The next ‘MSP Mingle’ event books up weeks in advance
If there was any doubt that there is a deep hunger among professionals of color for opportunities to connect, just check the attendance for the upcoming MSP Mingle.
Spaces are all taken for those who want to attend the next event, to be held Nov. 30 at the Health Partners headquarters in Minnetonka.
That’s a rather cumbersome way of saying the next MSP Mingle is effectively if not technically sold out, given that reservations are required but there is no charge to attend. The 400 spots were reserved several weeks before the networking evening is scheduled.
“We’ll have a quick welcome and a few remarks but there won’t be a program. This is all about socializing,” says Matt Kramer, president of the Saint Paul Area Chamber of Commerce, which is taking the lead in the regional effort to better attract and retain professionals of color.
The Nov. 30th event is the third MSP Mingle; previous get-togethers were hosted onsite at Target in downtown Minneapolis and Ecolab in downtown St. Paul.
“People will come to have a drink, meet new people. This is geared at any professional of color,” Kramer explains. “It’s not for dating, but meant to help people expand their circles. There’s a social thriving scene in Atlanta, Washington, D.C. and Chicago and it’s not so true in the Twin Cities.”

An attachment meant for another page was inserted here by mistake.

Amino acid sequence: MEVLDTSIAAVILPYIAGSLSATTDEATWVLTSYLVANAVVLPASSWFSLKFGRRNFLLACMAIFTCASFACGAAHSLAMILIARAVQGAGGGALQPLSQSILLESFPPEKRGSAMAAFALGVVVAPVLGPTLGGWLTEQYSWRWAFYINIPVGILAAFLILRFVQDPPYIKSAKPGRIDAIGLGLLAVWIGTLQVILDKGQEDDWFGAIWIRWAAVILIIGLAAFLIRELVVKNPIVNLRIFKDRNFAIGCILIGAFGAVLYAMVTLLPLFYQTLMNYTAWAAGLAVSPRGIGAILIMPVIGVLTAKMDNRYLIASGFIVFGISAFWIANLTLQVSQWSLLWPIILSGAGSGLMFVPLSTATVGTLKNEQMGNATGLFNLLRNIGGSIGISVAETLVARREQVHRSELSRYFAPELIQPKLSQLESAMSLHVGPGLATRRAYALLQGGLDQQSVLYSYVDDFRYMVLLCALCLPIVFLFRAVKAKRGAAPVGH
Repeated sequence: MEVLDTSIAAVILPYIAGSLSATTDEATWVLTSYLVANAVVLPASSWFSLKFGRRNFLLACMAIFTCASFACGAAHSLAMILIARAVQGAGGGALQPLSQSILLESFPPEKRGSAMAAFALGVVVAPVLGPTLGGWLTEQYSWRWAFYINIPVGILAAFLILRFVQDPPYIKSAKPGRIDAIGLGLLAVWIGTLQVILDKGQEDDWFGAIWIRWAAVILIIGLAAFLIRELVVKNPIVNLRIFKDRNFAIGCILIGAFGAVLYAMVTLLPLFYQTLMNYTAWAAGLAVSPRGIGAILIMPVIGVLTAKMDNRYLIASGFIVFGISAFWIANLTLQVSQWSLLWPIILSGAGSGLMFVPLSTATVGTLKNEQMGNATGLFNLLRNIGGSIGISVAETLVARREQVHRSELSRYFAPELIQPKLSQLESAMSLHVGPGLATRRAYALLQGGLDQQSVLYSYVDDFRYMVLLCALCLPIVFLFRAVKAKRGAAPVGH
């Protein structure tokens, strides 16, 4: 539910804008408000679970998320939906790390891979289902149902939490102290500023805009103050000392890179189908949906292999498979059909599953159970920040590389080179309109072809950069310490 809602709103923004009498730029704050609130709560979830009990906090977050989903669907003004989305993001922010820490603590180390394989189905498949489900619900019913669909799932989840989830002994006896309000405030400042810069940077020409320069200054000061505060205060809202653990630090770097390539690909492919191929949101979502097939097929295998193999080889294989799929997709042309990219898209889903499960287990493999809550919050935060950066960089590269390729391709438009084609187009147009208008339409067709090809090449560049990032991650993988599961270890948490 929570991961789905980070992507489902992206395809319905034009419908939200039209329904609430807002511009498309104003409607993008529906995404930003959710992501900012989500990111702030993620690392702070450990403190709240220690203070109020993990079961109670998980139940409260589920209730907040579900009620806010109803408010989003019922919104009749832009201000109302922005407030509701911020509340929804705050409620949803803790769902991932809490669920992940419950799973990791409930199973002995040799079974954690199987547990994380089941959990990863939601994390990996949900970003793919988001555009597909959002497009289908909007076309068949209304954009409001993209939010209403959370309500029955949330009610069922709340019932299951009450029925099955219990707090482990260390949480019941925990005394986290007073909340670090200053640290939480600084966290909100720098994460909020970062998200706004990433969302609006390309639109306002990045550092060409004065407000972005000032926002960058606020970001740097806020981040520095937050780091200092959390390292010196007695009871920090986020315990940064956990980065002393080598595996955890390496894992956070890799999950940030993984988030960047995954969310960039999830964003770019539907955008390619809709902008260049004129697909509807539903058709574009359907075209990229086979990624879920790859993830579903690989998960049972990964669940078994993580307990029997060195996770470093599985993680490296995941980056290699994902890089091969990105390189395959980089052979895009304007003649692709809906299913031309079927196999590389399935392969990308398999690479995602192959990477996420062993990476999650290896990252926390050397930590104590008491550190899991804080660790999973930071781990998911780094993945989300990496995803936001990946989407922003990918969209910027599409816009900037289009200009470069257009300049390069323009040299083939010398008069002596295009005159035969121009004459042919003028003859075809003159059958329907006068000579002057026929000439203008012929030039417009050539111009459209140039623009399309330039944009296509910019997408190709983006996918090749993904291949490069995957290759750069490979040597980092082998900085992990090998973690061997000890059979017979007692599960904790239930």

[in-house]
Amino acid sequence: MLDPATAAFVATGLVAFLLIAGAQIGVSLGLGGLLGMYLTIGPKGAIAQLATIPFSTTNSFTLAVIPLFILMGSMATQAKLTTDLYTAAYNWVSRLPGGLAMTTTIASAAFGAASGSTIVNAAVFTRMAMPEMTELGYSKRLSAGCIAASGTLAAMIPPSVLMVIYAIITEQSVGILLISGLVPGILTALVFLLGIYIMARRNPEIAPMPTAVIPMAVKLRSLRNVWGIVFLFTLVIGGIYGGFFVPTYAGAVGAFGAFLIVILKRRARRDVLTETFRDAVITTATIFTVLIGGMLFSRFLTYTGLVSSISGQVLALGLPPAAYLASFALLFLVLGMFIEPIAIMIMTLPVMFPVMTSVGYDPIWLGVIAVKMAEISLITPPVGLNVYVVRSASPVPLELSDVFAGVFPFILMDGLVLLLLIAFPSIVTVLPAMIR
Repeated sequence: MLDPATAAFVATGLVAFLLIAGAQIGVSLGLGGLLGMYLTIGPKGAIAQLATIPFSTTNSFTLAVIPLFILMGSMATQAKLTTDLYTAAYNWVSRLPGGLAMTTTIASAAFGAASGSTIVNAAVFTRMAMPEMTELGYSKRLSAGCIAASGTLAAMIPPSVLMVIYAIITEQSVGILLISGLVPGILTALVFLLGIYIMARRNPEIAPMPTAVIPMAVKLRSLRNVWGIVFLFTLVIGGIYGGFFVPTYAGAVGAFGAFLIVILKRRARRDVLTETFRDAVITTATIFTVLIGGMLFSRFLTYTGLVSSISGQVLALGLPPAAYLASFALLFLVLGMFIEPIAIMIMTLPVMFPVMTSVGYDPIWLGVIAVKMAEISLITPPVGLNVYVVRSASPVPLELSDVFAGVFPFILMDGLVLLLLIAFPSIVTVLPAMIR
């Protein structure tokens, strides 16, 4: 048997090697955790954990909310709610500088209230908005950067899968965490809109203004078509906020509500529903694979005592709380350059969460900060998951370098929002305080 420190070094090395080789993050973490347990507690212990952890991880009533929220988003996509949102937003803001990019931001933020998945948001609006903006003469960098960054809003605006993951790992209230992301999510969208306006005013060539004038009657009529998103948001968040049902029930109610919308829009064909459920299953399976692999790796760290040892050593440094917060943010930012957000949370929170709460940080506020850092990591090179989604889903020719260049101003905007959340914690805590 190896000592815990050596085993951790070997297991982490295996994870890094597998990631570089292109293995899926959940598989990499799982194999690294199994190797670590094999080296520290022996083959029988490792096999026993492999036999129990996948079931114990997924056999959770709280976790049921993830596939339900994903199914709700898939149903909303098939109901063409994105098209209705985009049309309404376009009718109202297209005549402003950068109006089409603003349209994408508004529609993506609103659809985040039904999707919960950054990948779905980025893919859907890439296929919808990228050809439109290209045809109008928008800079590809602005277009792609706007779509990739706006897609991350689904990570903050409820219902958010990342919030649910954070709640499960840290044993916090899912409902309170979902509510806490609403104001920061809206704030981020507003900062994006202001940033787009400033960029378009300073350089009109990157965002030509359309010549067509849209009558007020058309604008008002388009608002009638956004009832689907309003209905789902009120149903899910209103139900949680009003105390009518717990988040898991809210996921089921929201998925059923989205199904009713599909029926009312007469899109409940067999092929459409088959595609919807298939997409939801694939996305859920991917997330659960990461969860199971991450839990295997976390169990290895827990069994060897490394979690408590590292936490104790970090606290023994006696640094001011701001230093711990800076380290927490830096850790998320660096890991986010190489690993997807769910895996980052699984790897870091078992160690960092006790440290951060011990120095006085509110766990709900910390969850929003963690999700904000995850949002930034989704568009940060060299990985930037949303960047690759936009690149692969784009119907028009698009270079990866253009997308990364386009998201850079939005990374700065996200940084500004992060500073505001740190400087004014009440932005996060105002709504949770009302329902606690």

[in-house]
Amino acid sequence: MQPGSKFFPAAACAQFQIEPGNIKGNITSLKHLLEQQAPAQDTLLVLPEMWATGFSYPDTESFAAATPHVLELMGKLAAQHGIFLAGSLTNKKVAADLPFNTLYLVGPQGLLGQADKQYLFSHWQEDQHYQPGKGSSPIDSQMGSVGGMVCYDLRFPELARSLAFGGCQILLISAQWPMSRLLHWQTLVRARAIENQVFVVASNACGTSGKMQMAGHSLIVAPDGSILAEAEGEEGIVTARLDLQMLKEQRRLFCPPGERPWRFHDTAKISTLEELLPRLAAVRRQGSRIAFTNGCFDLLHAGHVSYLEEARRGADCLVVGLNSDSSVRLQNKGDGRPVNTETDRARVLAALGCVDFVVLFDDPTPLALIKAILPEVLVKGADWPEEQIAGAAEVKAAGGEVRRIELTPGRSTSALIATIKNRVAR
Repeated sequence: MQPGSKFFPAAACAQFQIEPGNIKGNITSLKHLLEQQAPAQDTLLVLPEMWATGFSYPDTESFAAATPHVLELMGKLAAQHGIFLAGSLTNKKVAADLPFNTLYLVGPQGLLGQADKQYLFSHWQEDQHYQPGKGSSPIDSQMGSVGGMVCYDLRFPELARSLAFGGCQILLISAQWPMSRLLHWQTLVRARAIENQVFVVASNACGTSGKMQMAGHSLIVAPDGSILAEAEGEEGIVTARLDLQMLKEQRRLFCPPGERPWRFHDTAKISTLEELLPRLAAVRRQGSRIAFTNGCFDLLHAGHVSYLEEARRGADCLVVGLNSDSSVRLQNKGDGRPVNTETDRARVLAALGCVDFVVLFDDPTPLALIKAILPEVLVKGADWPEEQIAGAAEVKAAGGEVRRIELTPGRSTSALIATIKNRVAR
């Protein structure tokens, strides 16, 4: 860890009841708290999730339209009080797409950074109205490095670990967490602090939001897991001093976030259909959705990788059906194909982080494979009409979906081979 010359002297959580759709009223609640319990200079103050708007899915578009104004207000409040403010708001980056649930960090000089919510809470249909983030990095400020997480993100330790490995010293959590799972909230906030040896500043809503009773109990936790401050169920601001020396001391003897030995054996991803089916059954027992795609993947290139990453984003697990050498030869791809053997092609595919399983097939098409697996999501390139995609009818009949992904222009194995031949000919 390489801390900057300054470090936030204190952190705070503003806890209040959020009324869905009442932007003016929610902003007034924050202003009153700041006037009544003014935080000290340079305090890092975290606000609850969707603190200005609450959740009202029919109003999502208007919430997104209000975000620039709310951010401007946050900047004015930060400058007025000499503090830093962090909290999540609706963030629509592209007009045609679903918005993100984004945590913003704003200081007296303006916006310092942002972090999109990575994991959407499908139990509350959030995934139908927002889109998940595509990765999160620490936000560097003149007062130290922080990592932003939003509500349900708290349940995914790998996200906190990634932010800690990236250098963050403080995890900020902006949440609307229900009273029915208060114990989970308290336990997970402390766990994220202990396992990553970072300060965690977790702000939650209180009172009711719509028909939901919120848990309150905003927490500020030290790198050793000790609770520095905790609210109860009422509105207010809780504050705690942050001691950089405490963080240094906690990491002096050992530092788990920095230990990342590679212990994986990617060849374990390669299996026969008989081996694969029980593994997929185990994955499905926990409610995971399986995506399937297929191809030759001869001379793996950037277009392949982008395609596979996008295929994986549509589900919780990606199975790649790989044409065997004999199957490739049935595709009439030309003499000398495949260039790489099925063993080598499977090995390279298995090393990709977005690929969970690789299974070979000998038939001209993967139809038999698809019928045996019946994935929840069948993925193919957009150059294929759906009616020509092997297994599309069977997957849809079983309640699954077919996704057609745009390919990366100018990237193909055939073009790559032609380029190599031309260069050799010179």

The initiative spearheaded by the Saint Paul Chamber is geared at enhancing the lifestyle and leisure options for professionals of color and their families. A recent study from the University of Minnesota found that out of the 25 largest metro cities, the Minneapolis-St. Paul region ranks only fourteenth for retaining professionals of color.
“It’s not enough to have a satisfying career with one of our great companies. We want professionals of color to feel good about our community and want to stay here — buy a house, raise a family. We need them as part of the business success story of the state,” Kramer adds.
Earlier this year, the Saint Paul Chamber surveyed professionals of color working for their input on many aspects of life in Twin Cities. Ultimately that data will be used to identify ways to enhance attraction and retention efforts.
“We got 1,200 responses to the survey and now we are digesting the data with the help of the St. Paul Foundation, looking at the gaps where we are falling short and also identifying what is working,” Kramer says. “We think this will show us where we can make a difference in bringing professionals of color to town and then getting them to stay here.”